An Integration of Mental Health Services and Primary Health Care
Integrated health care is a system of health care in which both mental and physical problems and disorders are treated simultaneously. It is a system that recognizes that a mental disorder must be treated with equal importance as a physical disorder. President Bush’s New Freedom Commission Report on Mental Health reinforces this idea:
“Understanding that mental health is essential to overall health is fundamental for establishing a health system that treats mental illnesses with the same urgency as it treats physical illnesses.”
In order to properly treat individuals with mental disorders we must pay closer attention to how the mental and general medical care systems can work together. It is clear that mental and physical health are connected, and with a transformed system in which both care systems collaborate for care, we can bridge the gap that currently exists between these two systems. Under an integrated health care system, effective mental health treatments will be available for most mental disorders, and primary care providers will have the necessary time, training and resources to appropriately treat mental health problems and have access to mental health specialists when it is necessary to make a referral.
For people who live with mental illnesses, a healthy lifestyle is especially important. Sometimes, it is easy to become so focused on treating a mental illness that physical health is neglected. But having a healthy body contributes to emotional recovery. Eating the right foods, exercising, finding ways to manage stress, getting enough rest and having friends and activities that you enjoy are all part of healthy living. It can help you make better choices for yourself, develop new interests and even make new friends and acquaintances, leading to a happier, more fulfilling life. Review information about the importance of physical health in conjunction with mental health, and to access the Hearts and Minds booklet visit NAMI Hearts and Minds.
The Mind Body Connection
Research has shown that having depression can affect other physical illnesses such as diabetes, HIV, cancer, and heart disease. Having depression can make these, and other illnesses more frequent, severe and difficult to treat. If depression is untreated, many illnesses can worsen. So, treating depression can help individuals manage physical illness and improve their general health.
Symptoms of Depression
- Persistent sad, anxious, or “empty” mood
- Feelings of hopelessness, pessimism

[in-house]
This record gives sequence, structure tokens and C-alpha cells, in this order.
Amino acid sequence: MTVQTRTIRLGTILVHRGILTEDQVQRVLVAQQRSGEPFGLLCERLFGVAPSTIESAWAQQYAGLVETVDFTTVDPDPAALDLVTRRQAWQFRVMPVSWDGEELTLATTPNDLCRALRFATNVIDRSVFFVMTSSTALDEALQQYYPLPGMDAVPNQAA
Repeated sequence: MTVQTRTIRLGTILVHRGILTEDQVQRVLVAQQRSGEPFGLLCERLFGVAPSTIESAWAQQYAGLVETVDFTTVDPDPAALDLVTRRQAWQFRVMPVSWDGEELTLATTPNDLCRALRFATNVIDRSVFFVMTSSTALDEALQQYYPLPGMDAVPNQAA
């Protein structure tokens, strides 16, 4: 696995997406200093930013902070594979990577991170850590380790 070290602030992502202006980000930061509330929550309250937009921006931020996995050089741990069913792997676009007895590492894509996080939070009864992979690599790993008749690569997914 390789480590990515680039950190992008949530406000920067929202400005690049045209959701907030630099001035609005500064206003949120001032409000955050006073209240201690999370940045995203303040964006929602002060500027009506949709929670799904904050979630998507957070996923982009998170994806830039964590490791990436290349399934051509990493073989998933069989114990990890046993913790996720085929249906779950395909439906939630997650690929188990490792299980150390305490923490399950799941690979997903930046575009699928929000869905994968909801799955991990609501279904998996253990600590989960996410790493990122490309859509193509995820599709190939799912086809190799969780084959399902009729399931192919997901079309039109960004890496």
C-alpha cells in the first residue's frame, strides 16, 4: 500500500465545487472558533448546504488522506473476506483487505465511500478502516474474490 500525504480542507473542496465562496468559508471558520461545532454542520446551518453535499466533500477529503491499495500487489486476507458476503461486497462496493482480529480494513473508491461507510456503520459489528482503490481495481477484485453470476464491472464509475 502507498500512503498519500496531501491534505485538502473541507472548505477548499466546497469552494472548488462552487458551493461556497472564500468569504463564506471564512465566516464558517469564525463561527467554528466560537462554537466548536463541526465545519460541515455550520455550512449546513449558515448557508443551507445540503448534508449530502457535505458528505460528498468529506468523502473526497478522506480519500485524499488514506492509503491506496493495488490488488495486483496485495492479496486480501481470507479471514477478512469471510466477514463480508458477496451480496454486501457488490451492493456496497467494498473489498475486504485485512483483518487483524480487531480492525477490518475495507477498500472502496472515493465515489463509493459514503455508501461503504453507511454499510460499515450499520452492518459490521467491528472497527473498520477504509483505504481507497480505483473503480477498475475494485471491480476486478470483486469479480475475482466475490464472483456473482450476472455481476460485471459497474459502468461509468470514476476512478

- Feels of guilt, worthlessness, helplessness
- Loss of interest or pleasure in hobbies and activities that were once enjoyed, including sex
- Decreased energy, fatigue, being “slowed down”
- Difficulty concentrating, remembering, making decisions
- Insomnia, early-morning awakening, or oversleeping
- Appetite and/or weight changes
- Thoughts of death or suicide or suicide attempts
- Restlessness, irritability
If five or more of these symptoms are present every day for at least two weeks and interfere with routine daily activities such as work, self-care, and childcare or social life, seek an evaluation for depression. Visit the National Institute on Mental Health (NIMH) for more information on depression.
The Collaborative Family Approach to Healthcare
“The collaborative family healthcare model envisions seamless collaboration between psychosocial, biomedical, nursing, and other healthcare providers, and views patient, family, community, and provider systems as equal participants in the healthcare process. This approach is a radical departure from conventional “diagnose and refer” models and is distinctly different from the usual managed care approaches. It recognizes that clinical events always occur at biological, psychological and social levels, and that patient, family, and community represent a single ecosystem. By adding the essential ingredients of psychological and family care at the front end, and continuously throughout the healthcare process, and by coordinating and integrating the hard-won expertise of these and other healthcare professions, the wasteful use of repeated diagnostic procedures is minimized, as are costly sub-specialty referrals. It is a profoundly ethical approach that conserves resources for all participants: patients and their families, clinical providers, administrative and financial entities .” For more information, visit Collaborative Family Healthcare Association.
Policy Brief: The Changing Dynamics of Hospital Care for Mental Illness & Substance Use in NH – Implications for Supporting Continuums of Care
NH’s Prescription for Mental Health Care – Comprehensive, Integrated and Coordinated Health Care
Documenting NH’s need to fundamentally revise its approach for treating mental and physical health and substance use disorders.
This report examines model programs for improving integration and coordination of behavioral health and primary health services for adults and children with serious mental disorders who rely on the public mental health system for their care.
This report was prepared for The Robert Wood Johnson Foundation to identify and describe existing models of publicly funded integrated service programs.